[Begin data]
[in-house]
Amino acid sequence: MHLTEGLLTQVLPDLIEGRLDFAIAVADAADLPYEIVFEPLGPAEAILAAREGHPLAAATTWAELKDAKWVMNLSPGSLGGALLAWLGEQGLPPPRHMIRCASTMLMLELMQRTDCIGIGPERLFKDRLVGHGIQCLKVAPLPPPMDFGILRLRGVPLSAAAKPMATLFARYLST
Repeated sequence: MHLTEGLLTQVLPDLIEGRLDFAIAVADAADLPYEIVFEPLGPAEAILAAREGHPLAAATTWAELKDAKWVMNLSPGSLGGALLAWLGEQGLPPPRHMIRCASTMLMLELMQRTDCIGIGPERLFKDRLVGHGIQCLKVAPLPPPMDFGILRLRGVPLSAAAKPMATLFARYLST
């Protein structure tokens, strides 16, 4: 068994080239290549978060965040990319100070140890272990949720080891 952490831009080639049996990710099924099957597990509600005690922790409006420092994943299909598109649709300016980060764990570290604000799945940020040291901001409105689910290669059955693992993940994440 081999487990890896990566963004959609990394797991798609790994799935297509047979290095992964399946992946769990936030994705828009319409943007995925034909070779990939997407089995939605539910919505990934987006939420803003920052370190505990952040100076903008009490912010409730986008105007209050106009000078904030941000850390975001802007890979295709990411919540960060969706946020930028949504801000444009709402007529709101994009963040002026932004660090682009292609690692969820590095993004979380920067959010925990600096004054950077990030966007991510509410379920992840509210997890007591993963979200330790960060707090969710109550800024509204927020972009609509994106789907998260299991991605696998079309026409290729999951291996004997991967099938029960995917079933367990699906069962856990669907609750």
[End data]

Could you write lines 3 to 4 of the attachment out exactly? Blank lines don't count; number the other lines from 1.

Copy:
Repeated sequence: MHLTEGLLTQVLPDLIEGRLDFAIAVADAADLPYEIVFEPLGPAEAILAAREGHPLAAATTWAELKDAKWVMNLSPGSLGGALLAWLGEQGLPPPRHMIRCASTMLMLELMQRTDCIGIGPERLFKDRLVGHGIQCLKVAPLPPPMDFGILRLRGVPLSAAAKPMATLFARYLST
């Protein structure tokens, strides 16, 4: 068994080239290549978060965040990319100070140890272990949720080891 952490831009080639049996990710099924099957597990509600005690922790409006420092994943299909598109649709300016980060764990570290604000799945940020040291901001409105689910290669059955693992993940994440 081999487990890896990566963004959609990394797991798609790994799935297509047979290095992964399946992946769990936030994705828009319409943007995925034909070779990939997407089995939605539910919505990934987006939420803003920052370190505990952040100076903008009490912010409730986008105007209050106009000078904030941000850390975001802007890979295709990411919540960060969706946020930028949504801000444009709402007529709101994009963040002026932004660090682009292609690692969820590095993004979380920067959010925990600096004054950077990030966007991510509410379920992840509210997890007591993963979200330790960060707090969710109550800024509204927020972009609509994106789907998260299991991605696998079309026409290729999951291996004997991967099938029960995917079933367990699906069962856990669907609750």